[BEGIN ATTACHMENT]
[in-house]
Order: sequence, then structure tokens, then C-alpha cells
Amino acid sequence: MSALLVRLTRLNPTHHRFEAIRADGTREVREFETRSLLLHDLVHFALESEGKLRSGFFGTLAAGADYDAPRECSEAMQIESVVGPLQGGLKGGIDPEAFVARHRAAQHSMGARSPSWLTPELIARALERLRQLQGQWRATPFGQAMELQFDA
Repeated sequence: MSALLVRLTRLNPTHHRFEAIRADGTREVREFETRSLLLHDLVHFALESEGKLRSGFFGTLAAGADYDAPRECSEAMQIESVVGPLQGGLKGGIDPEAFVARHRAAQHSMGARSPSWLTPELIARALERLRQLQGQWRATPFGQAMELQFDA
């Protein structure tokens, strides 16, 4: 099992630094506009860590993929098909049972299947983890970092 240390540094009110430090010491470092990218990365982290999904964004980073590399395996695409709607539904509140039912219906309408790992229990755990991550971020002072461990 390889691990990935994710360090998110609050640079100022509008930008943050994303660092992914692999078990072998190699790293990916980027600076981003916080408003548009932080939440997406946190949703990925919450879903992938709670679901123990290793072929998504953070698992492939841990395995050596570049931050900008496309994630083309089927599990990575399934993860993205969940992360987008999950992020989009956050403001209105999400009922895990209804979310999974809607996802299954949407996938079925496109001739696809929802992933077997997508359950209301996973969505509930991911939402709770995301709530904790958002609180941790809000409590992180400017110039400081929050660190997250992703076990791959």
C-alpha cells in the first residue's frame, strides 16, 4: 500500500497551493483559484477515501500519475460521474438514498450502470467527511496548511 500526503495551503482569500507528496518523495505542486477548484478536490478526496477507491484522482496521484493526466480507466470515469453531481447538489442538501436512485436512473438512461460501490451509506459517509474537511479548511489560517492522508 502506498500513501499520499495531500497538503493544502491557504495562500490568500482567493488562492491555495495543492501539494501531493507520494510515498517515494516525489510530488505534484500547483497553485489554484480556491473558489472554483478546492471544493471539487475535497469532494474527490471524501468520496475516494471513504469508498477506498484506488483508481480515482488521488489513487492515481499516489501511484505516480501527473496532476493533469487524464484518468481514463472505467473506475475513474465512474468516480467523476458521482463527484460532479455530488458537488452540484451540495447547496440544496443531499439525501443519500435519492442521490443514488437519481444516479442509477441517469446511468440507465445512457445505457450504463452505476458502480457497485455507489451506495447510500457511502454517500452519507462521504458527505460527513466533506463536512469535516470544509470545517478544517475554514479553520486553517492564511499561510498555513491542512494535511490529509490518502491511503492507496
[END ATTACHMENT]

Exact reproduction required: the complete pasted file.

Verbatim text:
[in-house]
Order: sequence, then structure tokens, then C-alpha cells
Amino acid sequence: MSALLVRLTRLNPTHHRFEAIRADGTREVREFETRSLLLHDLVHFALESEGKLRSGFFGTLAAGADYDAPRECSEAMQIESVVGPLQGGLKGGIDPEAFVARHRAAQHSMGARSPSWLTPELIARALERLRQLQGQWRATPFGQAMELQFDA
Repeated sequence: MSALLVRLTRLNPTHHRFEAIRADGTREVREFETRSLLLHDLVHFALESEGKLRSGFFGTLAAGADYDAPRECSEAMQIESVVGPLQGGLKGGIDPEAFVARHRAAQHSMGARSPSWLTPELIARALERLRQLQGQWRATPFGQAMELQFDA
């Protein structure tokens, strides 16, 4: 099992630094506009860590993929098909049972299947983890970092 240390540094009110430090010491470092990218990365982290999904964004980073590399395996695409709607539904509140039912219906309408790992229990755990991550971020002072461990 390889691990990935994710360090998110609050640079100022509008930008943050994303660092992914692999078990072998190699790293990916980027600076981003916080408003548009932080939440997406946190949703990925919450879903992938709670679901123990290793072929998504953070698992492939841990395995050596570049931050900008496309994630083309089927599990990575399934993860993205969940992360987008999950992020989009956050403001209105999400009922895990209804979310999974809607996802299954949407996938079925496109001739696809929802992933077997997508359950209301996973969505509930991911939402709770995301709530904790958002609180941790809000409590992180400017110039400081929050660190997250992703076990791959």
C-alpha cells in the first residue's frame, strides 16, 4: 500500500497551493483559484477515501500519475460521474438514498450502470467527511496548511 500526503495551503482569500507528496518523495505542486477548484478536490478526496477507491484522482496521484493526466480507466470515469453531481447538489442538501436512485436512473438512461460501490451509506459517509474537511479548511489560517492522508 502506498500513501499520499495531500497538503493544502491557504495562500490568500482567493488562492491555495495543492501539494501531493507520494510515498517515494516525489510530488505534484500547483497553485489554484480556491473558489472554483478546492471544493471539487475535497469532494474527490471524501468520496475516494471513504469508498477506498484506488483508481480515482488521488489513487492515481499516489501511484505516480501527473496532476493533469487524464484518468481514463472505467473506475475513474465512474468516480467523476458521482463527484460532479455530488458537488452540484451540495447547496440544496443531499439525501443519500435519492442521490443514488437519481444516479442509477441517469446511468440507465445512457445505457450504463452505476458502480457497485455507489451506495447510500457511502454517500452519507462521504458527505460527513466533506463536512469535516470544509470545517478544517475554514479553520486553517492564511499561510498555513491542512494535511490529509490518502491511503492507496